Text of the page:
by Alan Jordan
There has been a renewed interest in sports in the UK since London hosted the Olympics last year and many of us are now taking more exercise. Whilst this Olympics legacy is a good thing, it can also lead to sports-related injuries, such as damage to the knee. The two most common knee injuries are the meniscal tear and anterior cruciate ligament (ACL) rupture and in this blog, we will take a look at them so you can understand the injuries and the treatments available.
The meniscus is a special disc of cartilage between the two main bones in the knee joint – the femur and tiblia. We have two meniscus in each knee – the medial and lateral – and one sits on each side of the joint.
The role of the meniscus is to manage and distribute the load placed on the knee evenly across the joint. Sometimes, the force placed on the meniscus can result in a meniscal tear, which can cause you to suffer from pain, swelling and mechanical catching or clicking.
In the first instance, rest can help along with ice, compression and elevation of the affected knee. You can take painkillers such as paracetamol and ibuporofen to ease the pain, but you should seek medical advice in case you have a more serious injury.
The swelling and pain should subside after 2-4 weeks, but if symptoms persist, you may need further treatment such as surgery. Many meniscal tears need to be fixed this way and your doctor will decide if this is the right course of action for you based on your individual circumstances.
Anterior Cruciate Ligament (ACL) Rupture
The ACL is a short ligament found in the middle of the knee that runs between the femur and tibia. Its role is to stabilise the knee, especially when you are pivoting or changing direction suddenly.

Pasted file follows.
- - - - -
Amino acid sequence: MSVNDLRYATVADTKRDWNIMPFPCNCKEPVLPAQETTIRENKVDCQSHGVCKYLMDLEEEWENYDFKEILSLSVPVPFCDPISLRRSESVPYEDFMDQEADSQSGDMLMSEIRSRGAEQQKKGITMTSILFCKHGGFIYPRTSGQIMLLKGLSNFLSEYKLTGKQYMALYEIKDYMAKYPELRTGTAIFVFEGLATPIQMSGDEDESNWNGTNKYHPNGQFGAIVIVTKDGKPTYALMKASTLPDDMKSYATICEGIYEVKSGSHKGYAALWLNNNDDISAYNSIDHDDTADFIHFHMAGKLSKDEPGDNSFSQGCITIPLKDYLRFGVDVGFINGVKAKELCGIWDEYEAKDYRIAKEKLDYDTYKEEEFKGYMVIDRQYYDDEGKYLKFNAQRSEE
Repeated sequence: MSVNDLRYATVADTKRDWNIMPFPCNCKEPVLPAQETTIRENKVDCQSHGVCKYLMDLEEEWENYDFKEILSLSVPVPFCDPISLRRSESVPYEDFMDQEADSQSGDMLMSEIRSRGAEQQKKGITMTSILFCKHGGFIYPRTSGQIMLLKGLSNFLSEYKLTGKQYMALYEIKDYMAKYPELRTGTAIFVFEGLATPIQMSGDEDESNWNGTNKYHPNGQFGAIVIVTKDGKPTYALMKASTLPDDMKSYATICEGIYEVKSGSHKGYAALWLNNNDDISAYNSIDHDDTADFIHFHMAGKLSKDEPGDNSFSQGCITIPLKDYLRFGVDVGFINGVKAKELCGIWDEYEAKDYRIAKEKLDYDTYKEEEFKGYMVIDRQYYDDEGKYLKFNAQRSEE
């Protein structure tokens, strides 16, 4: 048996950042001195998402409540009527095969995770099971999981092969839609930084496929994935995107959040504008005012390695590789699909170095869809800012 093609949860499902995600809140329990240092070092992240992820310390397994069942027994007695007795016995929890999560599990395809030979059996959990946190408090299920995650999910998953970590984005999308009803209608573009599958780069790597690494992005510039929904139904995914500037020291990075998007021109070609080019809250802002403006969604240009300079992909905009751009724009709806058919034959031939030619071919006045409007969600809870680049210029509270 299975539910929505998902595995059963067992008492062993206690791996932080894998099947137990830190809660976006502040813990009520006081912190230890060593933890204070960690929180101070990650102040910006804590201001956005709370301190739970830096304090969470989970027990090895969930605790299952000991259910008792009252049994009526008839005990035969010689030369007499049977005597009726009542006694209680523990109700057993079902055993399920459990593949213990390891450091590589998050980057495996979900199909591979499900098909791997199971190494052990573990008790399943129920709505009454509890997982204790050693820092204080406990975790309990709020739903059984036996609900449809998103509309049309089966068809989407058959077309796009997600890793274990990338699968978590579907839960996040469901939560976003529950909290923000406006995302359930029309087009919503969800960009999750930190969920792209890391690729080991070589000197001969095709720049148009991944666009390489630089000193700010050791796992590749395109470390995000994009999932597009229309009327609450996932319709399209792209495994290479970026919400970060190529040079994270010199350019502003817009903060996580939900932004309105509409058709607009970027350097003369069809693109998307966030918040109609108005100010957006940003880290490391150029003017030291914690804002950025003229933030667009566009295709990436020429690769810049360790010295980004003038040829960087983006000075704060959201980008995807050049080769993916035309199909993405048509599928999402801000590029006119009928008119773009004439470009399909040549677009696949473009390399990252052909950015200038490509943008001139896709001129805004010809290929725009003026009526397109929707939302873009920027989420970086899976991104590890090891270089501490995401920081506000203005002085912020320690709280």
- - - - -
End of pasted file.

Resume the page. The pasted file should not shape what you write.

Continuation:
An ACL rupture occurs when the ACL is torn through force, such as twisting, being placed on the knee. It is quite common amongst players of football, rugby and basketball and the sportsman or woman will often feel a sudden pop when the injury occurs.
ACL can be treated with rest, ice, compression and elevation and analgesia also helps. As with meniscal tears, you should always seek medical attention to rule out a serious injury such as a fracture.
Symptoms include feeling as though your knee could give way, pain and swelling. Again, the pain and swelling should settle after 2-4 weeks, but if the problem continues you may need surgery. ACL reconstruction surgery can be very successful and your doctor will take your circumstances into account when deciding if it is suitable for you.
If you would like more information about ACL, meniscal tears and the surgery available for these knee injuries, read our Broadgate Journal article. You can also read more about consultant orthopaedic surgeon Rahul Patel here https://www.broadgatespinecentre.co.uk/london-sports-medicine/ or call us to book an appointment for knee injury treatment on 020 7638 4330.